University honors top students at Awards Day
The University of South Carolina presented its top honors, the Algernon Sydney Sullivan and Steven N. Swanger awards, to three graduating seniors during the university’s annual Awards Day ceremony Thursday (April 15).
Meredith Ross of Spartanburg and Gurjeet Guram of Columbia received the Algernon Sydney Sullivan awards, the university’s highest honor for undergraduates. Sullivan awards are given each year to one graduating woman and one graduating man for outstanding achievements, campus leadership, exemplary character and service to the community. The award is named for the 19th-century New York lawyer and philanthropist.
Amanda Davis of Matthews, N.C., received the Swanger Award, the university’s second highest undergraduate honor. The award is named for a former president of Omicron Delta Kappa (ODK), which sponsors the university’s Awards Day. It is given to a graduating senior for exemplary leadership and for making significant contributions to the Carolina community.
The university also presented more than 300 awards recognizing undergraduate academic, service, athletic and leadership achievements.
Algernon Sydney Sullivan Award
Andrea Meredith Ross
Meredith Ross, daughter of Scott Ross and Sandra Adams of Chicago, is a graduate of Dorman High School in Spartanburg. A member of the Dean’s and President’s list, Ross will graduate in May with a bachelor’s degree in political science.
“The people I’ve known who are older than me who won this award – to be on a list with those people means the absolute world. It’s a huge honor,” said Ross, who will join Teach for America. “These past four years have flown by but have been some of the most memorable years of my life.”
Ross has been involved in student government since entering the university and was student body president in 2009. Ross also was vice-president, student senator, a member of the Freshmen Council and a recipient of the Student Government Meritorious Award. She was a page for Sen. John Hawkins (R-Spartanburg) for three years.
She volunteered with the “Spanish Buddy” program at Claude A. Taylor Elementary School, where she mentored an 8-year old bilingual girl who couldn’t read. Ross wrote in her application for the Algernon Sydney Sullivan award that the moment that “will stand out in her mind” from her time at Carolina was when the girl finally read a book out-loud.
A member of Omicron Delta Kappa, she served on its retention and involvement committee and was honored last year as the ODK Thomas Moore Craig Leadership Award recipient. She was also active in the Presbyterian Student Association, where she was part of the Leadership Team and Women’s Bible Study. Last month, she was named a finalist for the Outstanding Woman of the Year at USC.
Algernon Sydney Sullivan Award
Gurjeet Singh Guram
Gurjeet “Jeet” Singh Guram, son of Surb and Davinder Guram of Irmo, is a graduate of Irmo High School. A 2009 Rhodes Scholar Finalist in District 12, Harry S Truman Scholarship Finalist and a member of Phi Beta Kappa, Guram will graduate in May with the most rigorous academic achievement an undergraduate can earn, the baccalaureus degree in Interdisciplinary Studies with a focus in biology, economics and political science.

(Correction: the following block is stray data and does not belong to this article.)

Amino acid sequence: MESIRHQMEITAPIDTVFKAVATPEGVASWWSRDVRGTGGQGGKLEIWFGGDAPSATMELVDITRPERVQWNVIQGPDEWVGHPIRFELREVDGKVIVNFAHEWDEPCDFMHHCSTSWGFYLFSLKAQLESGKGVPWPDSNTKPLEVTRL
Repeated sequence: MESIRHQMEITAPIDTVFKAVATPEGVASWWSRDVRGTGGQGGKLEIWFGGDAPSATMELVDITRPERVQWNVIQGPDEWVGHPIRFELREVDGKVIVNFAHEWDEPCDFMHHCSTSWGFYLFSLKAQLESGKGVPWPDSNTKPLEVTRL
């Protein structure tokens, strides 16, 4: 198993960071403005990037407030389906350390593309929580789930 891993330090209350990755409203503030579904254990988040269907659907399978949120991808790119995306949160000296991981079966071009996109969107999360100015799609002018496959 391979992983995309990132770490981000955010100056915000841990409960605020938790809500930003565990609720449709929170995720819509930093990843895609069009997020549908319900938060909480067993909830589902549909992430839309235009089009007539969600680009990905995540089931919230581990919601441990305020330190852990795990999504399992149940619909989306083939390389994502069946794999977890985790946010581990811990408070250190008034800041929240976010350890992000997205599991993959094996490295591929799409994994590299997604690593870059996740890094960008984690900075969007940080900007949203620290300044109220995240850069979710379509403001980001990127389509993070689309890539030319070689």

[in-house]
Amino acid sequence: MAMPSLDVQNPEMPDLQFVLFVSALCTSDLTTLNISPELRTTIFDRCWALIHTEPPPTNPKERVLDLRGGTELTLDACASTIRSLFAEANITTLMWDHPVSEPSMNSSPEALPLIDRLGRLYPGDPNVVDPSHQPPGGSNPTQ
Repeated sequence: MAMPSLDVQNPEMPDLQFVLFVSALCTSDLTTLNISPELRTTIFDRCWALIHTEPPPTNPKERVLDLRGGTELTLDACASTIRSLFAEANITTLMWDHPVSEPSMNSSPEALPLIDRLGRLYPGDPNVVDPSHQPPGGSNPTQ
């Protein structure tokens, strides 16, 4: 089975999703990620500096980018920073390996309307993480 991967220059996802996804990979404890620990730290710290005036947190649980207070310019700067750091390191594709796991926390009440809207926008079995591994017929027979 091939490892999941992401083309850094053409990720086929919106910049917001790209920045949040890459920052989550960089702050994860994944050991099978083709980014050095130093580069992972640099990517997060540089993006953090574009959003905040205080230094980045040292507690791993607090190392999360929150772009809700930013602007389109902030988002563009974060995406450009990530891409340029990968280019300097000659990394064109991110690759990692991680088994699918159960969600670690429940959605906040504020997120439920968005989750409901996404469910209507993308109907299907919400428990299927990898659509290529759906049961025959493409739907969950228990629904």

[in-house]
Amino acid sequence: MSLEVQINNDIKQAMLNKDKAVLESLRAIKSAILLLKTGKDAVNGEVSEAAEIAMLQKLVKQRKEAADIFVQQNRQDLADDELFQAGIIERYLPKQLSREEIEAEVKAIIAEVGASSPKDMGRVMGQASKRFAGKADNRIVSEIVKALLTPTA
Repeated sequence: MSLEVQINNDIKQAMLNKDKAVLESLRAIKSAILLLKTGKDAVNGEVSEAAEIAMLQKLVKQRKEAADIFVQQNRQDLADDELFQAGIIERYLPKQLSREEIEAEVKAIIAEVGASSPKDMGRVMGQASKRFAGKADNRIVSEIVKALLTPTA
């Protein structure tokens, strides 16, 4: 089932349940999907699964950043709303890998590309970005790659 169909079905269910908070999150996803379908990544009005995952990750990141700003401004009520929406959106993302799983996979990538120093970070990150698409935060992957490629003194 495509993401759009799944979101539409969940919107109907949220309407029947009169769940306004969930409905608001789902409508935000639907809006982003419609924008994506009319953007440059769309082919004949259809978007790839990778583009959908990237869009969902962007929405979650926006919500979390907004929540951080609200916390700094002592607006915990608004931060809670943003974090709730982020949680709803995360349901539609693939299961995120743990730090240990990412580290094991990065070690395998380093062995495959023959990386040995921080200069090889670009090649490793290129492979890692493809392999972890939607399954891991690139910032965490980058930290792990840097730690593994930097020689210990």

"This is a tremendous honor to recognize service and other involvement," said Guram, who will be attending Harvard Medical School. "It means a lot to me, and I hope it can serve as a way of recognizing all the people who helped me get here as well."
As a sophomore, Guram founded the USC Roosevelt Institution, a student think tank that studies policy problems, drafts solutions and presents ideas to members of Congress, and designed an upper-level political science class that examined the same issues. His writings on public health policy have been published by the Heritage Foundation.
Guram has conducted research in the laboratory of Dr. Sarah Schweitzer, assisting in research clinical studies of the physiology of pain. He won first place award for his biomedical science presentation at USC’s Discovery Day and and presented two posters at a national meeting of the Society for Neuroscience.
Guram has volunteered in the intensive care unit at Palmetto Health Baptist and at a rural hospital in the Dominican Republic, where he helped design and implement a program to boost childhood immunization rates.
He is a National Merit Scholar, Lieber Scholar, Palmetto Fellow, Magellan Scholar and recipient of the Frances Chalk Carolina Scholarship.
Steven N. Swanger Award
Amanda Beth Davis
Amanda Davis, daughter of Cheryl and Roger Davis of Matthews, N.C., is a graduate of Weddington High School. A McKissick Scholarship recipient, Capstone Scholar and member of the Dean’s List for four years, she will graduate in May with a bachelor’s in English Language and Literature.
She is a member of Alpha Lambda Delta freshman honor society, National Society of Collegiate Scholars, Golden Key national honor society and Omicron Delta Kappa.
“This has been my life. My major is the university more so than my studies,” said Davis who will join Teach for America. An English major, she said working for The Daily Gamecock “took over my life. I’m in there 24-7. I tell people it’s my major.”
She has worked at the Daily Gamecock as columnist, copy desk chief, viewpoints editor, managing editor and editor-in-chief. She wrote in her Swanger award application, “I devote more hours than I probably should in my office managing, editing and communicating with students, leaders, staff and organizations to better inform and correspond with the campus.”
She also is a member of the Student Alumni Association, Kappa Kappa Gamma sorority, the steering committee for Cocky’s Reading Express, and volunteers for Habitat for Humanity.